St. Louis Cardinals Player Projections: Yairo Muñoz

CINCINNATI, OH - JUNE 8: Yairo Munoz #34 of the St. Louis Cardinals celebrates his second inning home run against the Cincinnati Reds at Great American Ball Park on June 8, 2018 in Cincinnati, Ohio. (Photo by Jamie Sabau/Getty Images)
CINCINNATI, OH - JUNE 8: Yairo Munoz #34 of the St. Louis Cardinals celebrates his second inning home run against the Cincinnati Reds at Great American Ball Park on June 8, 2018 in Cincinnati, Ohio. (Photo by Jamie Sabau/Getty Images) /

Yairo Muñoz is another player that the St. Louis Cardinals have for the super utility role but last year found his defense lacking. Will he improve in 2019?

Yairo Muñoz was acquired by the St. Louis Cardinals last offseason in the trade that sent Stephen Piscotty to Oakland for Muñoz and fellow prospect Max Schrock. Muñoz was viewed as the better piece in the return and while Schrock has a good hit tool, Muñoz was definitely the better piece.

The plan may not have been originally for Muñoz to start the season with the Major League team, but after a great spring (.376/.423/.625), Muñoz left Jupiter with a 25 man roster spot. Even without a real role, the Piscotty trade looked great at the time.

Unfortunately though, the hot Spring Training didn’t carry to the regular season as after starting the year 2-20 over 11 games, Muñoz was sent back down to AAA Memphis. He was only down for about a month as he replaced Paul DeJong when he got hurt. Yairo Muñoz was a frustrating player in 2018. As an observer, it was easy to see the potential that the 23-year-old had, but he was a bit of a streaky player and was wholly inconsistent with the glove. Here’s arguably his biggest moment as a rookie:

Man it’s nice to watch baseball again…Muñoz also hit two homers in one inning at one point too. Back on track, Muñoz fills about the same positions as Jedd Gyorko, except for switch outfield for Gyorko’s first base ability. As a minor leaguer, Muñoz was good but not great with the glove while still possessing a cannon of an arm.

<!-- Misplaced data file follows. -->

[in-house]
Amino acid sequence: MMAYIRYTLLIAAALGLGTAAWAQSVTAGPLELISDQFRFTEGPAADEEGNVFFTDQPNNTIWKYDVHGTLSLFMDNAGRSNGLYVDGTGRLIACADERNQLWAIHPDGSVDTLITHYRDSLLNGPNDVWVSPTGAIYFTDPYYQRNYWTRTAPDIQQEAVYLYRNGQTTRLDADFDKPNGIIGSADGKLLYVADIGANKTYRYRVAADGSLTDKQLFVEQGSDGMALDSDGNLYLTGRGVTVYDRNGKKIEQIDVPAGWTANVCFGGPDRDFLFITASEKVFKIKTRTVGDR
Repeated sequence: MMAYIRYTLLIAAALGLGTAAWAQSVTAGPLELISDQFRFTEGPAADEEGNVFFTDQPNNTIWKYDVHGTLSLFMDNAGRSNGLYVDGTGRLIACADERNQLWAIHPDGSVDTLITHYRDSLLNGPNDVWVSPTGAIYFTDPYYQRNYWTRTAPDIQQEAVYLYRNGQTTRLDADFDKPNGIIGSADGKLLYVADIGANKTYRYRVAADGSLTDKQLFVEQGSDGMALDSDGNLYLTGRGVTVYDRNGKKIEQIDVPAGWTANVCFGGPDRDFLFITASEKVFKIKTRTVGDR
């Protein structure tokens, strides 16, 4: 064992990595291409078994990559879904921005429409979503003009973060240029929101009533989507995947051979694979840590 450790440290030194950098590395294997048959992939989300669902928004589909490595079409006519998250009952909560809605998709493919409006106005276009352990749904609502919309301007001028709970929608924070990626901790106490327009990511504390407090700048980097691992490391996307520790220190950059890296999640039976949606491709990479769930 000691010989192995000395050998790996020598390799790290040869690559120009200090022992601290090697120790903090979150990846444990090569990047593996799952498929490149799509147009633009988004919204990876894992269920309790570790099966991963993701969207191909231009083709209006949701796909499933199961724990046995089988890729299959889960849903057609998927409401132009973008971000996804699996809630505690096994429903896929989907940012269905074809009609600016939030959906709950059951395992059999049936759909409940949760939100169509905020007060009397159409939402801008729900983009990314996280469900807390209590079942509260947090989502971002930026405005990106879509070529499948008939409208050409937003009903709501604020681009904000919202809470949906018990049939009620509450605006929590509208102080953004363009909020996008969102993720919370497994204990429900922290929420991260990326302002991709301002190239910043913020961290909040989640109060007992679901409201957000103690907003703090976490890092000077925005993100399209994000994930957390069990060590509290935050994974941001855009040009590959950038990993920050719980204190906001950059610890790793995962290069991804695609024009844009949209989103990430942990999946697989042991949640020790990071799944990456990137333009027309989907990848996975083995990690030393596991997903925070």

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Last year in the MLB though, he was pretty bad in the field no matter where he was. In my opinion, the majority of the misplays that Muñoz had were the result of rushing himself and then messing up. This year was his first year in the MLB, and it’s understandable that young players feel rushed and pressured to perform. It happens all the time.

Regardless of the reason, Muñoz played every position on the field last year except first base, pitcher and catcher, and was a -6 DRS defender at both shortstop and second base, then was only a positive 1 DRS at third base and right field. He committed a rough 18 errors in total last year. I don’t personally think that he is that bad in the field and expect him to be more comfortable this year.

With the bat, Muñoz was a 109 OPS+ hitter with a .350 OBP and .413 SLUG in just under 300 at bats. I feel like this is right around what he should be, much like what we see from Jedd Gyorko consistently.

Yairo Muñoz .253 .304 .386 11 55 850.133 0.7

ZiPS doesn’t project defensive stats, only offensive, so there is no way to know if Muñoz is a projected better fielder for sure, but ZiPS definitely projects a backslide for Muñoz. The good thing about Muñoz this year is that the Cardinals don’t necessarily need as much production from him as they did for the majority of 2018. Muñoz started a lot of games at shortstop last year because of DeJong’s injury and barring another freak injury, he shouldn’t get that many innings there again.

Offensively, a backslide this small wouldn’t signal that Muñoz’s career is over, or even that he won’t still be valuable for the team. This year he is the second utility man. He is Greg Garcia of last year. The most important thing for him is to settle down his defense and the Cardinals will take the offense as much as they can.

Muñoz may be a prime candidate to start the year at AAA just because of how many bench players the St. Louis Cardinals have. The Cardinals acquired Drew Robinson to be the left handed bench bat that they have wanted for a while, and that could leave Muñoz out. While I would love to see Muñoz improve on his 2018 batting numbers, this output would be just fine for Muñoz. I am not gonna make my own prediction for him for this reason.

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Yairo Muñoz was more or less a lottery ticket that the St. Louis Cardinals traded for when they gave up Stephen Piscotty. He was a really promising ticket, but still nothing was guaranteed. 2018 saw Muñoz show some rookie jitters, but also him performing in big spots coming through for the team. Hopefully he can build on his 2018 performance in 2019 and take advantage of the playing time he gets.